Judi Dench assesses her leading man as 'a beautiful young man. He's kind of a romantic, and also a laugher; that's a good mixture! We got on very well indeed."

Ali Fazal states, 'Judi Dench is a gem of a person, and she is everything an actor should be; I've come through this project with a great friend."

Playing out the unexpected connection and empowering friendship called for both actors to consider the growth of both characters, as an aging, ailing monarch saw the potential for change through a bright and youthful spirit. 'Theirs was an incongruous meeting," admits Stephen Frears. 'That's what so satisfying about getting this story told. The nature of love is to change everything between two people, so Victoria & Abdul is most certainly a love story."

Judi Dench offers, 'It was quite easy to imagine how Victoria, by then cross and a bit tired, suddenly looked up and saw somebody at last to talk to and somebody at last pleasing to look at. He came to the Golden Jubilee to present her with a coin, but, seeing him, she wasn't so interested in the coin…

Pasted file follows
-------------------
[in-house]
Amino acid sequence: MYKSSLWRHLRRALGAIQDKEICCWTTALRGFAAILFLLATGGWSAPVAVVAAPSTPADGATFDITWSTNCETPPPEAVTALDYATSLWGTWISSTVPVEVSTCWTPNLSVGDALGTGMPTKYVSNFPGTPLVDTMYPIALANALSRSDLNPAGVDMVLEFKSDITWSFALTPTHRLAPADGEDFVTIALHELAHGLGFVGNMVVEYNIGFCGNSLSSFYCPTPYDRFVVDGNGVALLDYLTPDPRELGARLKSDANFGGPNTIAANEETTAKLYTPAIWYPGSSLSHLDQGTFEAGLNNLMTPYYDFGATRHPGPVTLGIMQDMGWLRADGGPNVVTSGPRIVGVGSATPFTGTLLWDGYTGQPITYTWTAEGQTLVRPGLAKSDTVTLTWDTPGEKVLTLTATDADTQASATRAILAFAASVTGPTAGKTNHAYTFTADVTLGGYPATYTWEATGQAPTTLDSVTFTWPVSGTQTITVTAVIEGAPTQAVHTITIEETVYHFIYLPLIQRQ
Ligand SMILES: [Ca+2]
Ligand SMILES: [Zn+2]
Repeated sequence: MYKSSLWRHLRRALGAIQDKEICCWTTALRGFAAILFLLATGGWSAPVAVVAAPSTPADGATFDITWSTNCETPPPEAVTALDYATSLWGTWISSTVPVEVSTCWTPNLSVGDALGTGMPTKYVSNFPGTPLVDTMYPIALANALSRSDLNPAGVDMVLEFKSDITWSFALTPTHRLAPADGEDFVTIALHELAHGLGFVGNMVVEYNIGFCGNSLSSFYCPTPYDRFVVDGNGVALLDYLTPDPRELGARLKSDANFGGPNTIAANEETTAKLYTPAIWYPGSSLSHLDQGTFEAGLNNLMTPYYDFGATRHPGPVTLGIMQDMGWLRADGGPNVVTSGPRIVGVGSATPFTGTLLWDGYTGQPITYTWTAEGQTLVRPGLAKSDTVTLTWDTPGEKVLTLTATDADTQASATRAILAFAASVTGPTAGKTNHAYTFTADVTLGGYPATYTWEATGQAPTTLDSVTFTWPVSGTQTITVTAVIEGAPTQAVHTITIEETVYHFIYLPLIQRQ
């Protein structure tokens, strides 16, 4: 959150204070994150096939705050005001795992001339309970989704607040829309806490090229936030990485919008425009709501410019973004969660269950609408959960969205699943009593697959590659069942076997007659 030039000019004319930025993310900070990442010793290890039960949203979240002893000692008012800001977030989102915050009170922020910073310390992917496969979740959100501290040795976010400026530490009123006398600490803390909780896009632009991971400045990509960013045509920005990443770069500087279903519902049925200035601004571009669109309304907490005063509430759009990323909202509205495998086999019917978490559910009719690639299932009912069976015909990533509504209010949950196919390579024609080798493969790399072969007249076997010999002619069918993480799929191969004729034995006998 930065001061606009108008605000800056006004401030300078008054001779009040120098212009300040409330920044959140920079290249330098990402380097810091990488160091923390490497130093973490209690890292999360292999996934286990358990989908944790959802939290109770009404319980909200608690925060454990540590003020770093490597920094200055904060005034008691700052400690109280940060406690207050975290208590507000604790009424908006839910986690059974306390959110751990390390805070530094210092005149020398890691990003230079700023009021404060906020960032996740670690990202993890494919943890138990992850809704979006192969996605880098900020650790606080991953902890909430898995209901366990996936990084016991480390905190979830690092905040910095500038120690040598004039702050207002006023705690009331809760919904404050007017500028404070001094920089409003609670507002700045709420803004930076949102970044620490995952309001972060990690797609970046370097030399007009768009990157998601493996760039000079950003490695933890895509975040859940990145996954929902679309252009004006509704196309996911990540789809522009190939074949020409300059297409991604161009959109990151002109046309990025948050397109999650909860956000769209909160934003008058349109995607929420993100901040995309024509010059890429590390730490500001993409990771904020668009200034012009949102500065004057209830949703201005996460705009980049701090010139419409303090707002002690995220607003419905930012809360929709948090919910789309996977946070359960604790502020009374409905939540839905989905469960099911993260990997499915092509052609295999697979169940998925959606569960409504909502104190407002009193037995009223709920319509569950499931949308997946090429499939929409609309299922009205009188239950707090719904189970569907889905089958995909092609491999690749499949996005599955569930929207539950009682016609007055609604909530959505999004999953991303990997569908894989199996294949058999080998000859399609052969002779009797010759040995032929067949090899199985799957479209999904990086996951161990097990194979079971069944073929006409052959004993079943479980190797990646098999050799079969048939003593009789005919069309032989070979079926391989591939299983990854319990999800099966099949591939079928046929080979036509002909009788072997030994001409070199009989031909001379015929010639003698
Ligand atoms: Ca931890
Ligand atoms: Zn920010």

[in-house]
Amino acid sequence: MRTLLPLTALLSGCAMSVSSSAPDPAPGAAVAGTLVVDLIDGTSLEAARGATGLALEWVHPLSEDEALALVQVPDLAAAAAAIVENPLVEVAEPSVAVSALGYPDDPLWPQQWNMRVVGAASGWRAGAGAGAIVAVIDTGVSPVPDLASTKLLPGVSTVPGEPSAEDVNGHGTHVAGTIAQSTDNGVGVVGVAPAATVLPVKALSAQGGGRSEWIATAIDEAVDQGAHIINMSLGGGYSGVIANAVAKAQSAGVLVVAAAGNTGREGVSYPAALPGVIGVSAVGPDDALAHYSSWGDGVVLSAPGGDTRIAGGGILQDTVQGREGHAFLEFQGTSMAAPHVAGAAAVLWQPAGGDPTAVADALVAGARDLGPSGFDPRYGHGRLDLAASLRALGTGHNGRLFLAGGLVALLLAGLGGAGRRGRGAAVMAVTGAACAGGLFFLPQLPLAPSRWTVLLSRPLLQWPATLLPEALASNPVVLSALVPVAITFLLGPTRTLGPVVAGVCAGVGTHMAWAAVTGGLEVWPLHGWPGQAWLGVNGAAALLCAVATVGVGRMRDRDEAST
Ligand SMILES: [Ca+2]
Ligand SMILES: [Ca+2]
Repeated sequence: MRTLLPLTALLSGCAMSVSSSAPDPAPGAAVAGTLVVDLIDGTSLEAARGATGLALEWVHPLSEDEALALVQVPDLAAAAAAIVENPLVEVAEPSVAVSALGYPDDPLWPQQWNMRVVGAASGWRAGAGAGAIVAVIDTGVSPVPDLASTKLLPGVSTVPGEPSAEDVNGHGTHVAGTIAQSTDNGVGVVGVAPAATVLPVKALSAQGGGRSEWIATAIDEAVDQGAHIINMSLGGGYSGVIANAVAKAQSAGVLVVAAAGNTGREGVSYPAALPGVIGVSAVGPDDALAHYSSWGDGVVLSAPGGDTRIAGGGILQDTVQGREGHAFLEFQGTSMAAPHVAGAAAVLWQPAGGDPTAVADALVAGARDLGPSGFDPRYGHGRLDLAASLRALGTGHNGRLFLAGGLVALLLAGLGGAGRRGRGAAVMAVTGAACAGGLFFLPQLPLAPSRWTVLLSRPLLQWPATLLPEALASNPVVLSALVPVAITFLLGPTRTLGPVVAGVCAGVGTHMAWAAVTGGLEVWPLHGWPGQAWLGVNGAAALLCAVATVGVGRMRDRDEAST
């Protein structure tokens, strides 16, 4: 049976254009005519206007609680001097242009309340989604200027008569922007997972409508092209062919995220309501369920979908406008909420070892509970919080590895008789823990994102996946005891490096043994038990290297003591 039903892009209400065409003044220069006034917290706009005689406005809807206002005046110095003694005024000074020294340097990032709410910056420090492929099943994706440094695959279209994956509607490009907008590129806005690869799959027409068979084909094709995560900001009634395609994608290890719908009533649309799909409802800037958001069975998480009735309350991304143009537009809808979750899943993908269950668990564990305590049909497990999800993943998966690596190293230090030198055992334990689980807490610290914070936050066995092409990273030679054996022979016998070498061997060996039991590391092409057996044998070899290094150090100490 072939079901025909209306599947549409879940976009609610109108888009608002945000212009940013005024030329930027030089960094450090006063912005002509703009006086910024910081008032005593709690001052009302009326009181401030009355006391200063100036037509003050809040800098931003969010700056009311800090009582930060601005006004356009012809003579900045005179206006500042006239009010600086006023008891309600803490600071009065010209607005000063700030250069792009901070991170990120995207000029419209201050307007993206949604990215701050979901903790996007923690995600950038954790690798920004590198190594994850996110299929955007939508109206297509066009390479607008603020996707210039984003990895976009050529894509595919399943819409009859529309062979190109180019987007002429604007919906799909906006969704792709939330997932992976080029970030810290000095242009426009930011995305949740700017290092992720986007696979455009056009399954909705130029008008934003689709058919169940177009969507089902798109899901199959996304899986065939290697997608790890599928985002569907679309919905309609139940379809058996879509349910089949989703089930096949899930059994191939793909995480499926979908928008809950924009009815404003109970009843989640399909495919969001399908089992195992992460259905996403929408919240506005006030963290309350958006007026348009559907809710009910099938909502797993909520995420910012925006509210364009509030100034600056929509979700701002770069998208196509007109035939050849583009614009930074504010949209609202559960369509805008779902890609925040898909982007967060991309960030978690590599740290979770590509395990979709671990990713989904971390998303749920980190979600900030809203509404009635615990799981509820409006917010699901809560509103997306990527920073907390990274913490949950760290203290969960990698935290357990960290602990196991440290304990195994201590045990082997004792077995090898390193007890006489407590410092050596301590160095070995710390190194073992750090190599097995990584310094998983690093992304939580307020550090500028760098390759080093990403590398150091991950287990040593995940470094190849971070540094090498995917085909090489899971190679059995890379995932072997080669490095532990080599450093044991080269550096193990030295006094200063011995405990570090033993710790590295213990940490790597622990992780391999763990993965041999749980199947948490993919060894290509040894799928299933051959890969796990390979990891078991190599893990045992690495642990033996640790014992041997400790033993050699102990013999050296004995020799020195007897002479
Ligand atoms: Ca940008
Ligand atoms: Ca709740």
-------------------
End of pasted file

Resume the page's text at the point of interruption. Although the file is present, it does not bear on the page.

'Abdul was like an injection of youth and enthusiasm for Victoria. She could enjoy conversation with him, and he also afforded her something new to learn – language, culture. It was like a blood transfusion for her at that time. She adored him, and wanted to make the effort for him."

As with Victoria's other close relationships, latter-day discussion inevitably turns to questions of degrees of intimacy. Kidron muses, 'I believe theirs was an affair of the heart, and this is something that I believe audiences will respond to in Victoria & Abdul: two people can share respect and profound care and something that looks a lot like love, but it doesn't have to be sexual.

'We each of us have loved people who we don't have sexual relationships with and we have loved people that we might have if the circumstances were different. This is a universal experience, and one not very well-represented in films today, so I'm proud ours shows this."

Seaward states, 'Abdul was one of the great loves of Victoria's life, and she was of his as well. Theirs was a very tender relationship. Imagine having all that power but feeling alone and needing a true friend."

Ali Fazal sensed that 'it became a little spiritual for both of them. Reading the letters between them, you see that through learning Urdu, she started thinking about God in many ways.